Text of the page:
If the National Football Museum were to open an exhibition entitled ‘Hat-Tricks’ then surely Geoff Hurst’s famous Wembley treble would be its showpiece; the combination of left foot, right foot, header representing perfection when it comes to the football’s finest art form. A quirky threesome would be next in terms of drawing the crowds. Perhaps Alvin Martin’s hat-trick against different Newcastle goalkeepers in 1986, or Martín Palermo’s three missed penalties in a Copa América game. How about Ray McKinnon’s hat-trick of free-kicks for Dundee United in the mid-1990s?
Forgetting the gimmicks, every gallery has a critic’s choice; a connoisseur’s dish, in this case devoid of the caveats of controversial second goals, imploding opposition and weak leagues. The recommendation in my fictional exhibit? A Rivaldo treble, described by John Carlin as “the most gloriously implausible hat-trick anyone has ever scored in a top-class game”. The Brazilian’s feats in that 2001 game against Valencia should forever be placed next to a golden asterisk in the scorebooks, such was the magnitude of the timing and the audacity of the genius.
The date was 21 June and Barcelona were due to play their last game of the season after a thoroughly miserable campaign. After the resignation of Louis van Gaal, former Betis manager Lorenzo Serra Ferrer had guided the club to early European elimination and fifth place in the league when, after defeat to Osasuna, he was relieved of his role, making him one of the shortest-serving managers in the club’s history.
Club legend and serial caretaker Carles Rexach stepped in, but Barça couldn’t take advantage of their rivals’ inconsistent form and, after dropping points against lowly Oviedo and Valladolid, still sat outside of the top four going into the last round of fixtures in LaLiga.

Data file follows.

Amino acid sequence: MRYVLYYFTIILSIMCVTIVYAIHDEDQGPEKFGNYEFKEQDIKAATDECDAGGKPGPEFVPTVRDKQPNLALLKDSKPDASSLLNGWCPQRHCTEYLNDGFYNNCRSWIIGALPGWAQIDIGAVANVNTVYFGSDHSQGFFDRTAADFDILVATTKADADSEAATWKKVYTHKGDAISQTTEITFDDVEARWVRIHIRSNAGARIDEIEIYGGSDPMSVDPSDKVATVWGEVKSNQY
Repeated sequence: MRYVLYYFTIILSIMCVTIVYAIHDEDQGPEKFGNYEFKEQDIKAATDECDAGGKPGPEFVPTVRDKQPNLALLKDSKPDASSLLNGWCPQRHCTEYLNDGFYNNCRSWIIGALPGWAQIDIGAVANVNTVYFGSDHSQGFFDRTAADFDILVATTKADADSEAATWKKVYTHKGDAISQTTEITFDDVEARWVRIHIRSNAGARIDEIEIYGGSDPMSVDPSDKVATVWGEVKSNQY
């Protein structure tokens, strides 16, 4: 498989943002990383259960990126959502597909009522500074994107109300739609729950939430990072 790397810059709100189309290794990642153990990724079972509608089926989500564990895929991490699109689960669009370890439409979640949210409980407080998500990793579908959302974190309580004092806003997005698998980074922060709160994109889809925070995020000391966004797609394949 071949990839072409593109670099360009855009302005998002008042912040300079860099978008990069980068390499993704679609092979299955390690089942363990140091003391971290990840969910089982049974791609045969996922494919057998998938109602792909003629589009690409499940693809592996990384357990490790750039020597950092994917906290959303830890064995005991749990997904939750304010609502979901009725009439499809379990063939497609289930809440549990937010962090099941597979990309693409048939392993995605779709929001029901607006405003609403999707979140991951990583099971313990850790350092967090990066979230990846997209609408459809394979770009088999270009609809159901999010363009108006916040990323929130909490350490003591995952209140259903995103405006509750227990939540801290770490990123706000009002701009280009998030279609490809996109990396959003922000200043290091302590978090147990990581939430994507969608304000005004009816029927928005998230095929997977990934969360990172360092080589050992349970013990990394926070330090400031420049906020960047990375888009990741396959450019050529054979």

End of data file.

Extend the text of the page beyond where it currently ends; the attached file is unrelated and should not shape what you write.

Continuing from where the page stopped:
Twice Champions League finalists in the 1990s, the Blaugrana now faced the very real prospect of being banished from the continent’s most prestigious tournament altogether. One game, in the famous Camp Nou, would decide their fate and, funnily enough, the opposition would be Valencia, the side sat three points clear of Barça in fourth.
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Los Che, managed by the much-revered Héctor Cúper, had just lost their second consecutive Champions League final, to Bayern Munich on penalties, and should have sealed qualification for the 2001/02 edition much earlier. Roy Makaay’s 69th-minute goal for Deportivo at the Mestalla in Round 37 had prolonged the agony and set up the final day showdown in Catalonia.
The visitors were much fancied. In Roberto Ayala, Kily González and Pablo Aimar, they had three Argentina internationals, as well as some of the finest central midfielders on the Iberian Peninsula in David Albelda and Rubén Baraja. In contrast, Barça were in the doldrums; Dutch signings like Phillip Cocu and Frank de Boer had proved divisive and inconsistent, whilst expensive attacking signings such as Gerard López and Alfonso Pérez had made such a negligible impact that they were nowhere to be seen once Judgement Day arrived.
But Rexach must have been confident. After all, he had Rivaldo, FIFA World Player of the Year and Ballon d’Or winner in 1999. Here was a man who could do anything on his day, as Rob Smyth enthusiastically notes:
“Few footballers since Diego Maradona have had the fusion of bronca and brilliance that can make for a one-man team: Steven Gerrard occasionally, Cristiano Ronaldo maybe, Rivaldo certainly. At times around the turn of the century he was impossible to play against, and never more so than here. The quality of the goals was outstanding, but the context made his performance legendary.”
Valencia’s three-point lead made them favourites but, as Barça had emerged victorious at the Mestalla earlier in the season, the home side knew a win would be enough to secure Champions League football, something previously seen as a birthright in Catalonia, rather than an achievement.
Barcelona, clad in their traditional blue and red shirts, got off to the perfect start, the Brazilian maestro giving them the lead from a free-kick after just four minutes. Left-footed players have always been generously represented in the football pantheon’s upper echelons, but Rivaldo was surely one of the most accomplished, arguably on a par with the likes of Maradona, Ferenc Puskás and Lionel Messi.
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Here, he stepped up from 30 yards out, striking the dead ball so well it rose, dipped and swerved almost at the same time, before going in off the post. As his teammates frantically leapt on his back and slapped him around the face, Rivaldo maintained an air of calm, almost grimacing as he made his way back to the centre circle. The talisman knew that there was work still to be done.